“Well, in our country,” said Alice, still panting a little, “you’d generally get to somewhere else – if you ran very fast for a long time as we’ve been doing.”
“A slow sort of country!” said the Queen. “Now, here, you see, it takes all the running you can do, to keep in the same place. If you want to get somewhere else, you must run at least twice as fast as that!”
“I’d rather not try, please!” said Alice. “I’m quite content to stay here – only I am so hot and thirsty!”
~ Lewis Carroll, Through the Looking-Glass
Animal, Vegetable, Miracle: A Year of Food Life is Barbara Kingsolver’s biting, articulate, persuasive bill of particulars against agribusiness for what she finds wrong about how most of the food is produced, distributed, and marketed in this country and now throughout much of the world. The agribusiness villains of the piece are damned for, among other sins, their concentrated animal feeding operations for which the adjective “cruel” is too mild, and their genetic modification of our food plants, a pernicious process protected by a legal framework that turns reason on its head.
I just finished reading this nonfiction volume (published in 2007) and, though Kingsolver ranks among my favorite novelists, particularly for the novels she wrote early in her career like The Bean Trees and Pigs in Heaven, and I have been moved by those novels, only this book of hers has caused me to rethink aspects of how I live my life. Hard to give a writer higher praise, I think. And there’s some interesting and important science here, too (or else how could I justify putting this post in this blog).
(I know I'm coming late to this book and this subject. If some venting on this subject isn’t of interest – which occurs both in the book and in the rest of this post – my apologies. Hope to see you next time.)
Animal, Vegetable, Miracle is the account of a year in which Kingsolver, her husband Steven Hopp (who contributes a number of background pieces to the book), and daughters Camille (who contributes recipes and stories of food) and Lily seek to free themselves from the reach of agribusiness by growing as much of their food – animal and plant – as possible on their small farm in Virginia, and by buying from farmers in their local area. The struggles and triumphs of that year are set against descriptions of the devastating impact of agribusiness on our food supply, our health, the nation’s small farmers, and our local communities. Theirs is an inspiring saga (that of agribusiness, not so much) and, frankly, there’s hope that a change in attitude is taking hold in the general population that will, in turn, change what we eat for the better.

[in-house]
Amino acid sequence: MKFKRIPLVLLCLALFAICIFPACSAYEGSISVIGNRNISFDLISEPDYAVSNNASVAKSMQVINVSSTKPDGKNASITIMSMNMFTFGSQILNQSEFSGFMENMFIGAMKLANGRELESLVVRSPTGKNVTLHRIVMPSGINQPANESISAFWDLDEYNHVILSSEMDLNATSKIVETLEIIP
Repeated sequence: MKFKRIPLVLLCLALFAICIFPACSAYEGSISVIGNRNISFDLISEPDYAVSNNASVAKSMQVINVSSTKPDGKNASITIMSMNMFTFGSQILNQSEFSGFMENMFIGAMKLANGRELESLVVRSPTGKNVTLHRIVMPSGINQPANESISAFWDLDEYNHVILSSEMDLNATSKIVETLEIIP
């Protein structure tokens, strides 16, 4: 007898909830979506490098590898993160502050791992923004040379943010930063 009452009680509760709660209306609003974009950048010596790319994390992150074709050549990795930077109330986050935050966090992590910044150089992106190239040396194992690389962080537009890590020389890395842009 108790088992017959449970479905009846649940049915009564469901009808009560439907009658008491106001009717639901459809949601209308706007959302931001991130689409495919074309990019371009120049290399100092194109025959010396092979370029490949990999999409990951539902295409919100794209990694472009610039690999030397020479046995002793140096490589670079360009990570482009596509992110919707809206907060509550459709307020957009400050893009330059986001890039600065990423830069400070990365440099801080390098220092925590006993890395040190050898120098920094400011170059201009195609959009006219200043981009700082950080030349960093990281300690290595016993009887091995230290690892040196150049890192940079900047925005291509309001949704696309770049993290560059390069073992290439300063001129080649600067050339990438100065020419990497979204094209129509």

Kingsolver’s message is summed up by Tod Murphy, the owner of the Farmers Diner. (At the time the book was written, the diner was in Barre, Vermont, but the operation has expanded and been relocated to Quechee and Middlebury, Vermont.) The Farmers Diner is of its local community – serving food made from local produce and meat. Murphy’s motto is:
Think Locally, Act Neighborly
In other words, a key to fixing what’s wrong with our food supply is to shift our focus to what’s grown in our extended neighborhoods and, short of raising our own food (well, perhaps trying to do a bit of that), this means buying as much food grown locally as we can, produce grown for taste not for its ability to endure many days and thousands of miles in transit. Our charge is to let local grocery stores know our preferences for fresh, local produce, shift food dollars to farmers’ markets, find alternatives to processed foods.
Why is changing our food habits so tough to do? Yes, we have multi-billion dollar conglomerates aligned against us and our best interest. But, more intriguing to me, is Kingsolver’s assertion that we are victims of evolution and that evolution helps explain why junk food accounts for about a third of our calories. She writes,
. . . humans have a built-in weakness for fats and sugar. We evolved in lean environments where it was a big plus for survival to gorge on calorie-dense foods whenever we found them. Whether or not they understand the biology, food marketers know the weakness and have exploited it without mercy. (p. 15)